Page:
OK, I will admit you may have answered “zero times” to the questions above. But these were awkward situations and conundrums that once plagued me. Not so with Free Ruler trustily stowed in my dock!

You can drag it around your screen You can convert units. You can measure vertically or horizontally or both at once. You can make it more or less transparent. You can get it to tell you the exact measurement at the place you’re pointing your cursor. You can tweak it to give you accurate measurements for your actual monitor. You can lock it in place. You can get it to convert units for you. You can use keyboard shortcuts. And, it looks pleasingly like a ruler.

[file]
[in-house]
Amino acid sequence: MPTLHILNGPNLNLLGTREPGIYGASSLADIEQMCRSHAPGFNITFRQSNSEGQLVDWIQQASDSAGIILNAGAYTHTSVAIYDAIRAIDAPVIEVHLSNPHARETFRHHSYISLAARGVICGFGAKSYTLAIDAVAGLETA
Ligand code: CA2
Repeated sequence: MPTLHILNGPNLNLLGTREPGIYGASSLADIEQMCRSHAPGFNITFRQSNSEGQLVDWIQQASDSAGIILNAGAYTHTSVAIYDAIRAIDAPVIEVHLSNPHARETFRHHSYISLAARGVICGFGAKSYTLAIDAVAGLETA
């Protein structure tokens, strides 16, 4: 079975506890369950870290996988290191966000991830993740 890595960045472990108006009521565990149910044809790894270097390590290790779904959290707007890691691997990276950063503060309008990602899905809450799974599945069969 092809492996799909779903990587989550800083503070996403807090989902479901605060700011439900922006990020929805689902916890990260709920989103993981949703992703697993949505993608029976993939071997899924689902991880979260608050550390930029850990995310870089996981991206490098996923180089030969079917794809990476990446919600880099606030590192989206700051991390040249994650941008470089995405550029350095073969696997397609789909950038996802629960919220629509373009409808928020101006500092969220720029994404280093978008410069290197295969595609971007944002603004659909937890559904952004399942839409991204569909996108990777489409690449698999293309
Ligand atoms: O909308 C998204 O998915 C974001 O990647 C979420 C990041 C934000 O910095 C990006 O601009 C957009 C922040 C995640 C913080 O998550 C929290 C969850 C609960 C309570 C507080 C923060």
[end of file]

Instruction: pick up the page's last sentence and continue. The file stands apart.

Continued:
See, it was pretty simple. I use this thing a lot. Maybe you wouldn’t. That’s ok. I also really like metal drafting rulers with cork backs. But I can’t get those into my monitor.